Abstract The resettlement of refugees from a place of danger to a safe country brings an assumption of security, peace and access to human rights. It should herald the beginning of a fulfilling life in a new homeland. Australia has a resettlement programme of about 13,000 people per year. Many of these people settle extremely well and successfully establish themselves and their families in the Australian community. However, research over the past decade into settlement experience has highlighted the fact that not all newly arrived refugees have a positive settlement experience, and many put the blame for the problems they experience on ‘human rights’. Funding was obtained from the Australian Research Council by the authors to explore what exactly the concept of ‘human rights’ meant to diverse refugee communities. The research identified that the rights that were causing the majority of concern were women’s rights and children’s rights. They became the focus of all problems experienced in settlement, and named as the reason for the loss of dreams of a new and happy life. At the base was confusion and lack of understanding about the meaning of human rights and their links to Australian domestic law. This lack of knowledge was often shared by both refugees and the community members and settlement service providers who were endeavouring to assist them to settle successfully. The research identified that the problem was complex and intersectional. It was obvious that a sophisticated analysis was needed to explore the issue and to identify solutions. Klug’s suggested analytical framework of human rights as part law, part philosophy, and part political movement was found to be extremely appropriate, facilitating the application of three very different lenses. It was used as a tool to unpack the different interpretations of rights, and to identify potential solutions.
Abstract In the past 20 years, feminist non-governmental organizations (NGOs) have increasingly engaged in transnational legal activism in the Americas not only to seek individual remedies for victims/survivors of abuses of women’s human rights, but also to pressure states to make legal and policy changes, to promote human rights cultures and to strengthen the demands of women’s movements. Yet the scholarship on transnational feminist activism overlooks transnational litigation practices. Studies of transnational legal mobilization tend to ignore the relationship between human rights and feminist advocacy networks, or between NGOs and the victims whose knowledge and experience serve as the basis for transnational litigation practices. This article draws from research on transnational legal activism over cases of women’s human rights presented to the Inter-American Commission on Human Rights against Brazil. It builds on the ‘epistemologies of the South’ framework to examine how human rights NGOs that specialize in transnational litigation, feminist advocacy NGOs, grassroots feminist organizations and victims/survivors (or family victims) of intimate (partner) violence against women engage in transnational legal activism, negotiate power relations, and exchange their knowledges/visions on human rights and justice. The legalistic view on human rights held by the more professionalized NGOs tends to prevail over grassroots feminist organizations’ and survivors’ perspectives on human rights and justice. To promote global justice, human rights activism must include epistemic justice and must legitimate all types of knowledge produced by all the actors involved.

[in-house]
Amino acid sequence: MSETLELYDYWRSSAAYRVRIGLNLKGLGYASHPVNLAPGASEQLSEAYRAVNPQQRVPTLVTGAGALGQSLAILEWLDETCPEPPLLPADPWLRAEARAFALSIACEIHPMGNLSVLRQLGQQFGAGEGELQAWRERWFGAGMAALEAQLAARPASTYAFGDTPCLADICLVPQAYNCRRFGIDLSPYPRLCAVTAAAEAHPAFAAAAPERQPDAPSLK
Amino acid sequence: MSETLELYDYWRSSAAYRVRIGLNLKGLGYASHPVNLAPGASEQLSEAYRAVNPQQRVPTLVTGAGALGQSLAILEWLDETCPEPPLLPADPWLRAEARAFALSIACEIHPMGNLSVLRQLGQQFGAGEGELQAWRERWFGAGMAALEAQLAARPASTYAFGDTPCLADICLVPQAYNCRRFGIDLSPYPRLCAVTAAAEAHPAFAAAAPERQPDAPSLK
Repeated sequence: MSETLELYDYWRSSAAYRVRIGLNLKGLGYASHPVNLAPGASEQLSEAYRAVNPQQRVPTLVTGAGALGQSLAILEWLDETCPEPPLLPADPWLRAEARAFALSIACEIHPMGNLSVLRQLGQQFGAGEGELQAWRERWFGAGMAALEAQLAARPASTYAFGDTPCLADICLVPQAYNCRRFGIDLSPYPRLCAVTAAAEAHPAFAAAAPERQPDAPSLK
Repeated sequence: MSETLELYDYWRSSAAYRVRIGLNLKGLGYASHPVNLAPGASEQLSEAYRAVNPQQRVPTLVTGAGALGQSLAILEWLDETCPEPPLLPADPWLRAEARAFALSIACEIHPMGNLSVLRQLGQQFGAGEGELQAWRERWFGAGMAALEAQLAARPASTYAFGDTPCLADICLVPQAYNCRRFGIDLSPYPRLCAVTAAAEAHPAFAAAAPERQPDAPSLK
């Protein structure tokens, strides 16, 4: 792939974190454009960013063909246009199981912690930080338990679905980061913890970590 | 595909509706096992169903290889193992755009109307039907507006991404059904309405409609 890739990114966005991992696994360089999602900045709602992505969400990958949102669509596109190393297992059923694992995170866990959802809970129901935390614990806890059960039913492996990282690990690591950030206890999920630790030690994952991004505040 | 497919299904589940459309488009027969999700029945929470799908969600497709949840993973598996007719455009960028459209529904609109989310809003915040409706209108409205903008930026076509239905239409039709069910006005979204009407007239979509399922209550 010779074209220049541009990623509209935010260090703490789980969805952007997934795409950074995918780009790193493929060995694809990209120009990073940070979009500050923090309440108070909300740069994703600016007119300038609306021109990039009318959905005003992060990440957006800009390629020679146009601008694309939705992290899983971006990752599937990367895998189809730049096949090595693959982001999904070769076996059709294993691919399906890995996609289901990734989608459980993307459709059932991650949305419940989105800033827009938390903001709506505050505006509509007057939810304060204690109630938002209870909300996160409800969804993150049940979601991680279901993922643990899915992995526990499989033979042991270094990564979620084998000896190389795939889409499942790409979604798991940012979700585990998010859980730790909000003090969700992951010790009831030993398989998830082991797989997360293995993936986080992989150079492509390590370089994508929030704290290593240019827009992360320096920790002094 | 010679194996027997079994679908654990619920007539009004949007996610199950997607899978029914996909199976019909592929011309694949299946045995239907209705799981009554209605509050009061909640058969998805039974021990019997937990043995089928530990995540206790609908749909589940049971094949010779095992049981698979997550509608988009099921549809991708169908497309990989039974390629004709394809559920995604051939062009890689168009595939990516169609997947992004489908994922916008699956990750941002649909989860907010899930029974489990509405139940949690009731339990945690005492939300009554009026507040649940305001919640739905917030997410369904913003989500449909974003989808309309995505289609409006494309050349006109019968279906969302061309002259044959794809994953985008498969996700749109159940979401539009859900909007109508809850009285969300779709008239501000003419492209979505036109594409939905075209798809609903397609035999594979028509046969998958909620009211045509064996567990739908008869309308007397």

Abstract Because everyday human rights issues determine the ways in which people are able to live their lives, they are of extreme importance not only to each of us as individuals but also to us as members of a society. Their relevance means that everyday human rights issues should be central to our collective social memory and practice just like decisive international and domestic human rights events, victories, abuses and personages. The challenge, however, lies in trying to make these everyday issues attractive and ‘newsworthy’ enough to capture people’s attention. What role can media play in illuminating these everyday human rights issues? This paper tries to answer this question by critically analysing a human rights radio show/podcast produced in Aotearoa/New Zealand, Speak Up-Kōrerotia.